The Terror lands a punch. Artist: Dick Briefer.


Medium: Comic books
Published by: Lev Gleason
First Appeared: 1941
Creator: Dick Briefer
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The superheroes of the early 1940s were a diverse lot economically, from the millionnaire Batman to the unemployed Mr. Scarlet. They were also diverse gender-wise, with the women represented by superstars like Wonder Woman all the way down to obscuros like The Blue Lady. There were …

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… kid superheroes, like Golden Lad and even animals like Bulletdog. But there was still a strong tendency for them to be white guys. Even an apparent Mexican like El Castigo was really a white guy. The first non-Caucasian superhero didn't come along until more than three years after Superman touched off the superhero fad.

The Bronze Terror, probably the first non-white superhero in U.S. comics, was only tied for the honor in the all-American division. The other "first", Nelvana of the Nothern Lights, came from a Canadian publisher. Nelvana was an Inuit (Eskimo) demi-god, whereas The Terror was a full-blooded Apache — and the son of a chief, no less. When that chief, the elderly White Falcon, was falsely accused of murder and thrown in jail, son Jeff Dixon, who had been reflecting glory on the tribe with his stellar career at a midwestern university, and had recently become a full-fledged lawyer, returned to help. But it wasn't as Jeff that he saved the day. Instead, he wore the guise of The Bronze Terror.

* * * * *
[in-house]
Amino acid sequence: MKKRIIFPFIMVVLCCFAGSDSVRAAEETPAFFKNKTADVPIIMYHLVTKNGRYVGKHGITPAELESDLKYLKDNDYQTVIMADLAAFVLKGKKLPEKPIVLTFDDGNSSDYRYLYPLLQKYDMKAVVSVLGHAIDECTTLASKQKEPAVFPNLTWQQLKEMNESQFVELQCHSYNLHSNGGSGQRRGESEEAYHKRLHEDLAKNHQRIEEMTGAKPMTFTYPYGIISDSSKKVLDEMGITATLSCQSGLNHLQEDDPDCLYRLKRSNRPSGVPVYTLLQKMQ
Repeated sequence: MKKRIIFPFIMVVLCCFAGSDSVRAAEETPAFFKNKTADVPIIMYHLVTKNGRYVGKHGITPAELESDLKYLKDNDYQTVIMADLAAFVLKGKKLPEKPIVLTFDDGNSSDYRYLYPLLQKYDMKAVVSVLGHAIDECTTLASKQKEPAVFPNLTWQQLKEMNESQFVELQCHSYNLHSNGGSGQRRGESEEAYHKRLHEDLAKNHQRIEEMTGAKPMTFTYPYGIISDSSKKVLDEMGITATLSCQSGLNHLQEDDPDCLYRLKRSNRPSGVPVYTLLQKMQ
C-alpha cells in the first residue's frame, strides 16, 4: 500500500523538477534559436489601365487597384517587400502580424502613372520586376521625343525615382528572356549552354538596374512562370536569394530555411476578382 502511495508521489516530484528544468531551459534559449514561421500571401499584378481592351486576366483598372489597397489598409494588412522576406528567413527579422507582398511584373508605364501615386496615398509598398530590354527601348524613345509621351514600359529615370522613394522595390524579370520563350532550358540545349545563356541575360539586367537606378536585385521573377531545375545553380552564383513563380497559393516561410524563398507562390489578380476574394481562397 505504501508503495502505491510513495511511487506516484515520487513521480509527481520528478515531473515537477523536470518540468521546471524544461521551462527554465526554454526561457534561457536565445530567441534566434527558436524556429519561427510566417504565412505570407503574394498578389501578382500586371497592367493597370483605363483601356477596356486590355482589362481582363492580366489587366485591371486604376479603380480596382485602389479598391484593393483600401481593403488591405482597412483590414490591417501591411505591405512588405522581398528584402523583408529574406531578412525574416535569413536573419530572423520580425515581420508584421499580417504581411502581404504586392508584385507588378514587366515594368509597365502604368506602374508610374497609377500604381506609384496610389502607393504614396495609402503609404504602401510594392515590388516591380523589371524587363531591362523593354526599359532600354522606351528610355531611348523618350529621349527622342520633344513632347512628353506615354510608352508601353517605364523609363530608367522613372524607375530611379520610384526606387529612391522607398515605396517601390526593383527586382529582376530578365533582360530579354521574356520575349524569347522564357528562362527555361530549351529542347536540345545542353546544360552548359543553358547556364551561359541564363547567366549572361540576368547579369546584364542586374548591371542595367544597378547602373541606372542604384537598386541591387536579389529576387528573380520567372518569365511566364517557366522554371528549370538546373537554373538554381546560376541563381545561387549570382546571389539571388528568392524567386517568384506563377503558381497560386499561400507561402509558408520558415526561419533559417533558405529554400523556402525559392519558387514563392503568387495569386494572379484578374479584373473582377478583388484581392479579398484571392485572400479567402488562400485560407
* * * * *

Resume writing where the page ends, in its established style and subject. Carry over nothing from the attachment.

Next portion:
In this persona, Jeff concealed his true identity by wearing a white mask that resembled a human skull. Where he got it, whether or not it was real, and what significance, if any, it had, weren't mentioned. If the multi-feathered headdress he wore (which wasn't present in that first adventure) signified personal achievement, as is traditional among Native American tribes that use feathered headdresses, that wasn't mentioned either. Also not mentioned was why he chose to use the word "terror" as part of his superhero identity just like The Black Terror (another white guy, by the way, despite the name). (The "bronze" part was easy to figure out. Instead of a dark brownish-red, or even dull crimson, like ACG's Teepee Tim, he and his girlfriend, Lilly, were colored with golden-tan skin.)

Whatever the reason for calling himself "Terror", he first appeared in Daredevil Comics #2 (April, 1941), which was also the issue where Whirlwind, Pat Patriot and a couple of others debuted. The Bronze Terror's series wasn't directly named after him, but displayed self-consciousness about its primacy by being headlined "Real American #1". Otherwise, racial awareness in comic books at the time was about on the level of Dell's series about Walter Lantz's Li'l Eight Ball. The publisher was Lev Gleason (Crimebuster, Crime Does Not Pay).

The Bronze Terror was created by cartoonist Dick Briefer, whose better-known creations include Prize Publications' (The Black Owl, The Green Lama) Frankenstein and Fox's (The Blue Beetle, The Sorceress of Zoom) Rex Dexter of Mars. Under the pseudonym "Dick Hamilton", he was also responsible for Target & the Targeteers at Novelty Press (Blue Bolt, Sgt. Spook).

Briefer continued to handle the character, as he settled down to the business of fighting the oppressors of his people. He continued to do so for about a year. His last appearance, like those of most of the heroes in the Daredevil back pages, was in #11 (June, 1942). And the white-skinned superheroes went on.


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Text ©2009-10 Donald D. Markstein. Art © Lev Gleason.